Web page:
Ruling

04240-18 Chapman v The Times

    • Date complaint received

      13th September 2018

    • Outcome

      Breach - sanction: action as offered by publication

    • Code provisions

      1 Accuracy

Decision of the Complaints Committee 04240-18 Chapman v The Times

Summary of complaint

1. Gillian Chapman complained to the Independent Press Standards Organisation that The Times breached Clause 1 (Accuracy) of the Editors’ Code of Practice in an article headlined “Menopause suicide”, published on 30 June 2018.

2. The article – a ‘news in brief’ report of an inquest - stated that “a former mayor killed herself after suffering mental and physical illness during the menopause”. It named this individual as ‘Gillian Chapman, 55’, and said that she was “mayor of Dacorum from 2011 to 2012”. It described how the woman was found dead by her daughter, and named the location of her home. The article appeared in an identical format online.

3. The complainant said that the article was inaccurate in breach of Clause 1 (Accuracy) because it had wrongly stated that she – the former mayor of the Borough of Dacorum – was dead, when in fact the inquest had related to another woman of the same name.

4. On receiving the complaint via IPSO, the publication apologised for the error it had made, and accepted that it had published a significant inaccuracy that required correction. It removed the online article and offered to publish the following correction:

A news in brief item on the inquest into the suicide of Gillian Chapman (June 30) described her as a former mayor of Dacorum. This was incorrect. The former mayor is a different Gillian Chapman. We apologise for the error, which was in copy provided by a news agency.

The publication denied any breach of Clause 1, however. It said that the story was a brief item which had come from a reputable news agency, and the publication had checked that the agency had not issued a correction in relation to the story. The publication said that, in cases where low-profile stories were provided by agencies, the obligation to take care under Clause 1(i) could not extend to independently verifying every fact. It said that the offered correction was sufficient to address the inaccuracy the article had contained, under the terms of Clause 1(ii).

Relevant Code Provisions

Clause 1 (Accuracy)

i) The Press must take care not to publish inaccurate, misleading or distorted information or images, including headlines not supported by the text.

ii) A significant inaccuracy, misleading statement or distortion must be corrected, promptly and with due prominence, and — where appropriate — an apology published. In cases involving IPSO, due prominence should be as required by the regulator.

Findings of the Committee

5. This article was a report of an inquest, in which the deceased had been inaccurately identified. This was a fundamental and damaging error on a basic point of fact. The Committee considered that, in circumstances such as these, where the inaccuracy was potentially damaging to an individual, and the correct position was readily available, there had been a failure on the part of the agency providing the story to take care over its accuracy. The Preamble to the Code makes clear that publications are ultimately responsible for any breaches of the Code that might result from the use of external contributors. Consequently, there was a breach of Clause 1(i).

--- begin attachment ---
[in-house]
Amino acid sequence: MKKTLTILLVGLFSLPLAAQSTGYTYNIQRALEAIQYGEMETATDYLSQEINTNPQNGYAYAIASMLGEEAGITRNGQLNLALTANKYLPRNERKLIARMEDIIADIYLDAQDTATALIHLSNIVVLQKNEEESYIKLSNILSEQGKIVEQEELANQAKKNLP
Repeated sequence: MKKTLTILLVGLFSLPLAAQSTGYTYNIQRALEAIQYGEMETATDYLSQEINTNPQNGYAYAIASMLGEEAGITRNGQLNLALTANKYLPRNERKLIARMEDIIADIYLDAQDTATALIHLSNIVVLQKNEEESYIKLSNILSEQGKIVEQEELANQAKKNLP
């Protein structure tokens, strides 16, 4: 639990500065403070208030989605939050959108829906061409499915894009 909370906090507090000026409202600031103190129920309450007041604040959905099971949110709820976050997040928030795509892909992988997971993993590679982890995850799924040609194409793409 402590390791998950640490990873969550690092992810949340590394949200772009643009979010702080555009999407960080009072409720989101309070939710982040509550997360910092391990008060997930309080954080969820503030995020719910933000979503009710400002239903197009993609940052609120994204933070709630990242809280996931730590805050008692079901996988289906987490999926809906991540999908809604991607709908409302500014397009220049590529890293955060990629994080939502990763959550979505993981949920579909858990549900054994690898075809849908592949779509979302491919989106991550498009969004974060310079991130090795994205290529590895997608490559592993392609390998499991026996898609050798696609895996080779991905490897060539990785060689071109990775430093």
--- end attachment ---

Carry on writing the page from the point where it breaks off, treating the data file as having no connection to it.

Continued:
6. As soon as the newspaper became aware of the inaccuracy, it apologised and offered to correct the article within 2 days. The offered correction made clear that the woman referred to in the article was not the “former mayor of Dacorum”. The Committee therefore considered that this correction addressed the inaccuracy found in the original article, and it had been offered promptly once the publication was made aware of the inaccuracy. The offered correction also included an apology for the error that had been made. This was necessary to avoid a breach of Clause 1(ii), as the claim that the complainant had died by suicide was highly sensitive and personal in nature, and caused upset and confusion for her acquaintances. Corrections in the publication appear on the Letters Page; this established location was sufficiently prominent to avoid a breach of Clause 1(ii). This correction was therefore sufficient to meet the terms of Clause 1(ii), and should now be published.

Conclusion

7. The complaint was upheld under Clause 1(i).

Remedial action required

8. On receipt of the complaint, the publication had promptly offered a correction which addressed the inaccuracy within the article, was sufficiently prominent, and included an apology for the error. This was sufficient to meet the terms of Clause 1(ii), and should now be published.

Date complaint received: 10/07/2018

Date decision issued: 16/08/2018